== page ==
After multiple lawsuits from a prisoner who claimed she felt like a ‘sex slave’ in male prisons, the Illinois Department of Corrections is mandating staff training in “transgender issues.” Is it a special privilege or necessity?
There are only 28 transgender prisoners in the Illinois correctional system, but one of them – a trans-woman named Deon “Strawberry” Hampton – has sued the Illinois Corrections Department four times to be allowed to serve out the remainder of her 10-year burglary sentence in a women’s prison, alleging abuse by inmates and guards alike. While previous lawsuits merely shuttled her between four different men’s prisons, this time the court ordered officials to reevaluate her request and allow her to attend a transgender support group.
The judge also gave the corrections department 14 days to come up with a “training plan” for dealing with transgender inmates. Department of Corrections spokesperson Lindsey Hess says the agency’s “mental health professionals receive specialized training and ongoing consultations from a transgender expert” already, but officials say a more comprehensive plan is “underway.”
Hampton’s complaint is based on allegations of repeated abuse and sexual assault by guards and inmates. A 2015 survey says transgender inmates are five times as likely to be sexually assaulted by staff compared with the rest of the prison population and nine times as likely to be sexually assaulted by other inmates. However, “prison rape” is a massive problem in US prisons among non-transgender inmates as well, as commentator Steve Malzberg pointed out in a debate with activist Anthony Rogers-Wright on RT.
“You need to keep everybody safe but you can’t start making special provisions to anyone who says they feel like they’re a woman when they’re born a man, could be classified as transgender, whether they mean it or don’t mean it,” Malzber said.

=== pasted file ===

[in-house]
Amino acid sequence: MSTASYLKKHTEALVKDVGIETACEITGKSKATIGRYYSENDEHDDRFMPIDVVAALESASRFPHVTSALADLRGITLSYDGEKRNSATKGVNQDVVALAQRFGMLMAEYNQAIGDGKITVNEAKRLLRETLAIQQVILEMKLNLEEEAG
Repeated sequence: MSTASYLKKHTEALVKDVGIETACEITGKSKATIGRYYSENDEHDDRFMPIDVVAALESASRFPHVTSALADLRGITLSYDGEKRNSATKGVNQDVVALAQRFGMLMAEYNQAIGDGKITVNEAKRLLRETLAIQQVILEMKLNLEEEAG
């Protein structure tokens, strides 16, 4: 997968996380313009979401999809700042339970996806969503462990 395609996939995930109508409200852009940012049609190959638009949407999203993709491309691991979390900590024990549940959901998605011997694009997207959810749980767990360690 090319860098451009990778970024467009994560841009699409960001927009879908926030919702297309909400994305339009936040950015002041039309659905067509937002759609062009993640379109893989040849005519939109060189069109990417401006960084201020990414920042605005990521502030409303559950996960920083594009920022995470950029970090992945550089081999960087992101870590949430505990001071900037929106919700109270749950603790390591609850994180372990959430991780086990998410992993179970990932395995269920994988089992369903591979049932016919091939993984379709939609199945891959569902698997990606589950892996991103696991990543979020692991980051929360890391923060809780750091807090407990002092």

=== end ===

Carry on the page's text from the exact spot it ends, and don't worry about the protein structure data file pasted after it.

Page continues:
Prison is a tough place. That doesn’t mean that special privileges should be granted to people who claim that they’re transgender. It’s just not fair.
Rogers-Wright argued that it was less “a function of preferential treatment” than “a function of safety” and pointed out that prisons already have special provisions for very old and mentally-ill inmates.
It’s not about special treatment, it’s about keeping these people alive.
It remains to be seen whether a women’s prison would even welcome Hampton, whether we are talking about the prison’s staff, or the inmates themselves. Female inmates in Texas filed a federal lawsuit earlier this year to keep transgender inmates out, arguing that sharing a facility with them would be dangerous and a violation of privacy. The Trump administration subsequently reversed an Obama-era policy and opted to use “biological sex as the initial determination” for facility assignment.
Last month, UK courts sentenced David Thompson to life imprisonment for sexually assaulting multiple women after he conned his way into a women’s prison by pretending to be undergoing a gender transition. Thompson began his transformation into “Karen White” while in custody for stabbing his neighbor, but never committed to the transition beyond wigs and women’s clothing.
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